A: The passcode stuff is a little confusing.  Here's how it works.  If you have a passcode and the timer set which is the default we give you a grace period before showing you the passcode again based on the time set in the timer.  The reason we do this is so you can go to using our built-in browser and then go back to QuickView without being prompted for the passcode.  The default timer setting is 5 minutes.  What this means is that if you walk away from for your desk, someone theoretically can open QuickView without being prompted for 5 minutes.  After the 5 minute time is reached then the prompt will appear.  If this is too long, then you can change the timer and make it 1 minute so that it's a much shorter grace period or you can click on the lock icon and the prompt will be forced immediately.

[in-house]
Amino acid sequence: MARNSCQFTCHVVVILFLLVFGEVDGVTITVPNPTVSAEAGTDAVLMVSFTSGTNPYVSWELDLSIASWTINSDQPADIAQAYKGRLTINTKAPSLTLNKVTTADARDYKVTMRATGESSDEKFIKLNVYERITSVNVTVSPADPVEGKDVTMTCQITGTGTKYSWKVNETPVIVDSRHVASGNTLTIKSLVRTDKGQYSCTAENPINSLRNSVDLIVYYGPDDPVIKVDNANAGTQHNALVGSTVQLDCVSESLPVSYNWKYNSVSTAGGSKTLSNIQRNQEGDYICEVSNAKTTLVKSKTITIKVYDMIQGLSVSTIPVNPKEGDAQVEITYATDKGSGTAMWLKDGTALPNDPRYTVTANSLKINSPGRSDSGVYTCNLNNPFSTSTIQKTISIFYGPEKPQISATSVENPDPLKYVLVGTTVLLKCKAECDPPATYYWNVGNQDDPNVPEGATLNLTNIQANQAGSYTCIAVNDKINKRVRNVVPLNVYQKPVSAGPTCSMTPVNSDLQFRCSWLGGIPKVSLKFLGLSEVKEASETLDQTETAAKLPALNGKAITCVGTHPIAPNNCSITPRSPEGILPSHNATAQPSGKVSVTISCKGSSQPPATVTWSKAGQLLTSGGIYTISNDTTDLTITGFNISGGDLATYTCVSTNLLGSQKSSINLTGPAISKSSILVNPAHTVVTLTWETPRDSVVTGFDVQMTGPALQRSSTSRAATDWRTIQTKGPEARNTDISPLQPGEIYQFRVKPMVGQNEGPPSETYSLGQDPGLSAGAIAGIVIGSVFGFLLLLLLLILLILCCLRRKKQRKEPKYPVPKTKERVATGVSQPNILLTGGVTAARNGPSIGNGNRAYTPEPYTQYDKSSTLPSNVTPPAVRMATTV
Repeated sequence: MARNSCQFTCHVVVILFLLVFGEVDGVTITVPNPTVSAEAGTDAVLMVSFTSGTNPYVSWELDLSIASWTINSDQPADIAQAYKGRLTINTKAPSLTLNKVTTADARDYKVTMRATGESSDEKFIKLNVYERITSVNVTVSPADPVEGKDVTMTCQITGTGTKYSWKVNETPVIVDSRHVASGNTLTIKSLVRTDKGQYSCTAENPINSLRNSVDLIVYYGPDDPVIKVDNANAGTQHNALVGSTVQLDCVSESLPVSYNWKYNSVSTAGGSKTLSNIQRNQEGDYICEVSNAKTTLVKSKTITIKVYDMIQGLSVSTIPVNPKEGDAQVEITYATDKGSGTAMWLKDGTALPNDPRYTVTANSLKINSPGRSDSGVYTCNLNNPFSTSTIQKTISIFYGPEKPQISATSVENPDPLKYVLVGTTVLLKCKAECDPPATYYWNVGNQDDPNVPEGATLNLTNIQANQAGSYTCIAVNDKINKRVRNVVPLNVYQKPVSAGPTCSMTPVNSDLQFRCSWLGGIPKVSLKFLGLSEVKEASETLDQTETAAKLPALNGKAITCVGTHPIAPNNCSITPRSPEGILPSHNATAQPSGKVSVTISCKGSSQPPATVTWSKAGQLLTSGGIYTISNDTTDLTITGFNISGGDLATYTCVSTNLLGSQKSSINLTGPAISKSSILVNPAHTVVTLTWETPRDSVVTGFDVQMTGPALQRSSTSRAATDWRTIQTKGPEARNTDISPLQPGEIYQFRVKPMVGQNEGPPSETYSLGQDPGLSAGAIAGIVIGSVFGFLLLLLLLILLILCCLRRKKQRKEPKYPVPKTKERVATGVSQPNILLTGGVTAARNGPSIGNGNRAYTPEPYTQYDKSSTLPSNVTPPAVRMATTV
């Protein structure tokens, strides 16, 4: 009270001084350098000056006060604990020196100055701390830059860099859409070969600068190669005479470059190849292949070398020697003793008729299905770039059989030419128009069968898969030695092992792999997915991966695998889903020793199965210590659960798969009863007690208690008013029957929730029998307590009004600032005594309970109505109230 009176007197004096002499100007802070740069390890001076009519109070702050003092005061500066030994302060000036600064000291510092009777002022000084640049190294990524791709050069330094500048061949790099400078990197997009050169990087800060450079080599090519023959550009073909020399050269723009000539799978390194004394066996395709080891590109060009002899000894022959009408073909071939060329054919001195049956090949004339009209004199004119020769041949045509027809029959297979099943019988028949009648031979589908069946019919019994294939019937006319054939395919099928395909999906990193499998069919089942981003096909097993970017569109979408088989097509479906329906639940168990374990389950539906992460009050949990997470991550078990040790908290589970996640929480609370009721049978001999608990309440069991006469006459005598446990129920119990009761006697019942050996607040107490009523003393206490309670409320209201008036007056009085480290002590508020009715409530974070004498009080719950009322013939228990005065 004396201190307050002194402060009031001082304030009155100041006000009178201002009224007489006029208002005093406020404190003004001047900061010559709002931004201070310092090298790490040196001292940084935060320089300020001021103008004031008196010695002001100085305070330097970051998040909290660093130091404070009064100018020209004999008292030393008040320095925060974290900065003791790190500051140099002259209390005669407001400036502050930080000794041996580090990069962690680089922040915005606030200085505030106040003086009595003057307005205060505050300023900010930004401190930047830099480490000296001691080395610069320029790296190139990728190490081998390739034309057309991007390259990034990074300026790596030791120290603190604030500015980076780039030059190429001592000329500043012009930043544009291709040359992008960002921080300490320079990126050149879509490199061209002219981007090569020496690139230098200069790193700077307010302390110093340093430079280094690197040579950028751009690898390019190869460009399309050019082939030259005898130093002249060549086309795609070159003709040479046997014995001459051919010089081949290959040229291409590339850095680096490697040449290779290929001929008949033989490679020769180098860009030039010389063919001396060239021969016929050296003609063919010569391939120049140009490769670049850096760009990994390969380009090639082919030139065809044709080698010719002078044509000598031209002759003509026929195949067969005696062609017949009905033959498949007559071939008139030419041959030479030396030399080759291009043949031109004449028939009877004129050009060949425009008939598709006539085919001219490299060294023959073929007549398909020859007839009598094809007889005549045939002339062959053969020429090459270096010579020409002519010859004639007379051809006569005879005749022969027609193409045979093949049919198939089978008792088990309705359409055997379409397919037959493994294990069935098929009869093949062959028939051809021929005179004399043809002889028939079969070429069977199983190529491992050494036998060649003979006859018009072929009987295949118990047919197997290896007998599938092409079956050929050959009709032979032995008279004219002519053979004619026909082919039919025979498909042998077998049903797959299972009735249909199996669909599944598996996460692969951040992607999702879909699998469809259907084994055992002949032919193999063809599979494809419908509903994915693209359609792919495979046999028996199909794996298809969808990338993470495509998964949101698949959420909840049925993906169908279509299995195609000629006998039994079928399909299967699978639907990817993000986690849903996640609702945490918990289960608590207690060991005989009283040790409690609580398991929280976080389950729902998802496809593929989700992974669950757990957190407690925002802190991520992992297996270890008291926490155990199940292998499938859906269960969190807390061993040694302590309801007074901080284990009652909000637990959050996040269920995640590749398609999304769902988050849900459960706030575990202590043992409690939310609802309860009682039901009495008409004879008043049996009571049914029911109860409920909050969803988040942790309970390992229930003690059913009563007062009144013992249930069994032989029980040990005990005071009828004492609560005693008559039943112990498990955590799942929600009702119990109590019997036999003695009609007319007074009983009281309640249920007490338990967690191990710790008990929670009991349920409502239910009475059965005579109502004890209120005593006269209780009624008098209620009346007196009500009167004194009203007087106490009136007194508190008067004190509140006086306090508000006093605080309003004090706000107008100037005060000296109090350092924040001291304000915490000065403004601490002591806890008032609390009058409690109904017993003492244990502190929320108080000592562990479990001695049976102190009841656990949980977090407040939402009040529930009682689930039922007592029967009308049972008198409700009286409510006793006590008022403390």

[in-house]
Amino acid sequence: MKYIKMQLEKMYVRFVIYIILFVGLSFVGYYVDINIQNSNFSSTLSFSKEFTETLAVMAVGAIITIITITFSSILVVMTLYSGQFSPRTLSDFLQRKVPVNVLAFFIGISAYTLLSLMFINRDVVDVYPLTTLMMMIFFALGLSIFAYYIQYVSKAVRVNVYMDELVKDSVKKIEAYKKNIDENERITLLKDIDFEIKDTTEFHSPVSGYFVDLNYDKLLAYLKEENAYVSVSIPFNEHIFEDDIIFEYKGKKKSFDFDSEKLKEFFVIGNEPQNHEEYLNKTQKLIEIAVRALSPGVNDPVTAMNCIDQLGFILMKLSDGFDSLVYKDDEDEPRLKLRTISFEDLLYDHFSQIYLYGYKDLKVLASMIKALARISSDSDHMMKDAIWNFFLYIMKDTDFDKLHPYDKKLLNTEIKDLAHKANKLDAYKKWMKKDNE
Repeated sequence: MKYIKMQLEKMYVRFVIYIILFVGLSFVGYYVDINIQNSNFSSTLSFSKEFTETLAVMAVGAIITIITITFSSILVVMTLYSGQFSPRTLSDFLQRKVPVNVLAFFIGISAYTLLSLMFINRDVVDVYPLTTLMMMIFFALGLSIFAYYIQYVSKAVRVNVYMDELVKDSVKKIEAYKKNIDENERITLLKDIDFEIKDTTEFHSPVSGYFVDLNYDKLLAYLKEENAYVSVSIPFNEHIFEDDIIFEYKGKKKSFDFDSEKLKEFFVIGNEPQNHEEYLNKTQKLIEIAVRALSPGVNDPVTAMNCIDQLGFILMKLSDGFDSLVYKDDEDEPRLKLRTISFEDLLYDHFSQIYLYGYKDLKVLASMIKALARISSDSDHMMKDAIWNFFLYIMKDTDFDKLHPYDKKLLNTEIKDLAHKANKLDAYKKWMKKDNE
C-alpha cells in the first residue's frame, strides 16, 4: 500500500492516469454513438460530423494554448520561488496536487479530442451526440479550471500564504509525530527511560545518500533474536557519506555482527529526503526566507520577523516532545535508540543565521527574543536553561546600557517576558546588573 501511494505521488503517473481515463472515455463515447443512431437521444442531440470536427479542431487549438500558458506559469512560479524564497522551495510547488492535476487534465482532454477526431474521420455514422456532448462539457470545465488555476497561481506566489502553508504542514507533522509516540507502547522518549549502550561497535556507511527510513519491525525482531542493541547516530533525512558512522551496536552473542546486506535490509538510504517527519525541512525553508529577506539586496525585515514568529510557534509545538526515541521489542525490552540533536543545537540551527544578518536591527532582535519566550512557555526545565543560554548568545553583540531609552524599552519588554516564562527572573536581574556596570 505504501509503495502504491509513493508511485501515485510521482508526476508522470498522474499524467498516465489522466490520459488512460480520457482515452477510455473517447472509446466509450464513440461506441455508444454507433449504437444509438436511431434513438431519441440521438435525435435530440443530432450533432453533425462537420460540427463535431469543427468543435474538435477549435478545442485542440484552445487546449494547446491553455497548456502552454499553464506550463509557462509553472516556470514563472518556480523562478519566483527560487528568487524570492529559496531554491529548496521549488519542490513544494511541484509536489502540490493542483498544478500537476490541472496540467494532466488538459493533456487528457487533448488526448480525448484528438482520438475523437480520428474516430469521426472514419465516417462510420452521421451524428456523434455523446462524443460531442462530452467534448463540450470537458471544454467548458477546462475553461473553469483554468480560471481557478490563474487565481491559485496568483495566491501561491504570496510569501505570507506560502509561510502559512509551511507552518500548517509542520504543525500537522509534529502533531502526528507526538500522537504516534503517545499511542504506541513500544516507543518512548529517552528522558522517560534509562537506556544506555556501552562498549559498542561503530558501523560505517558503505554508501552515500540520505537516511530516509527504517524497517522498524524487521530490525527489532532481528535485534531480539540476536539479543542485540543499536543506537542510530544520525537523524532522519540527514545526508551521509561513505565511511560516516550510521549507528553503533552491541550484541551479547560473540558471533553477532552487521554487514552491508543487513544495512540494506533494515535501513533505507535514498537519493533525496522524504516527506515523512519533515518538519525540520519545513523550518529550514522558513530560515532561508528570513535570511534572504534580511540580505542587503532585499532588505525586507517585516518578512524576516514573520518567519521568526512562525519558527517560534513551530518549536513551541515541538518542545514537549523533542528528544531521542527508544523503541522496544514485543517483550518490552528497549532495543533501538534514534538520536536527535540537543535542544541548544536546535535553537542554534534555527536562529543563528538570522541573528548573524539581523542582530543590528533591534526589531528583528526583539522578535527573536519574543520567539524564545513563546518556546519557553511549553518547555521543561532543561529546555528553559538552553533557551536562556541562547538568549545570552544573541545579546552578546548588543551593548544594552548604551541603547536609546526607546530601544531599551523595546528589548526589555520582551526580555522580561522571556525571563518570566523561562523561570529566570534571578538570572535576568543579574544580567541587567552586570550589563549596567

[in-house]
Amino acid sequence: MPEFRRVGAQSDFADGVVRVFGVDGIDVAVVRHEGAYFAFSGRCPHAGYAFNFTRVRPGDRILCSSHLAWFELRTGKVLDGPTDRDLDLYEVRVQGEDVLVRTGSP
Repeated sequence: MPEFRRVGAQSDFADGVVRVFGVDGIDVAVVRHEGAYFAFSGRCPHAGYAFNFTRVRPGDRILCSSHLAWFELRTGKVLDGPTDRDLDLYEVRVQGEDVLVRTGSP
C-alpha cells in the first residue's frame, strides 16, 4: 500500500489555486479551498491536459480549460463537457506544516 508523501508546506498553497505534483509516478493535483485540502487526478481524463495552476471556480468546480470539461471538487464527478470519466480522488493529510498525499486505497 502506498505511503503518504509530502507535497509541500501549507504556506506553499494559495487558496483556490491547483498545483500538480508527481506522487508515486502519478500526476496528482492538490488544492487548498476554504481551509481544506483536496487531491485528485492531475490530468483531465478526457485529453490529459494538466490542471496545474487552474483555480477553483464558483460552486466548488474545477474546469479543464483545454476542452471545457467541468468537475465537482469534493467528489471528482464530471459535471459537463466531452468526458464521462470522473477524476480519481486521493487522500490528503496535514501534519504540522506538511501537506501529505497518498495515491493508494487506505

Q: The app appears to hang at times when you click on a feature that requires the full window to appear.
A: The performance of launching the built-in QuickView browser and actually seeing the site isn't great.  Unfortunately there doesn't appear to be a way we can speed this along.  This might be a reason you're seeing a slight stutter when launching the browser window.

Q: Why do you have the built-in browser?  Why not just launch Safari?
A: We did this so we can auto-log you into the site.  We think this is one of the key benefits of QuickView.  There currently isn't a way we could implement auto-login with a default browser from QuickView today.  We hope in time this can be improved.
Hopefully this helps answer a few questions.  Thanks again for all the great comments in the app store and use the feedback email address to give us your feature requests.  You can find it under the Gear icon.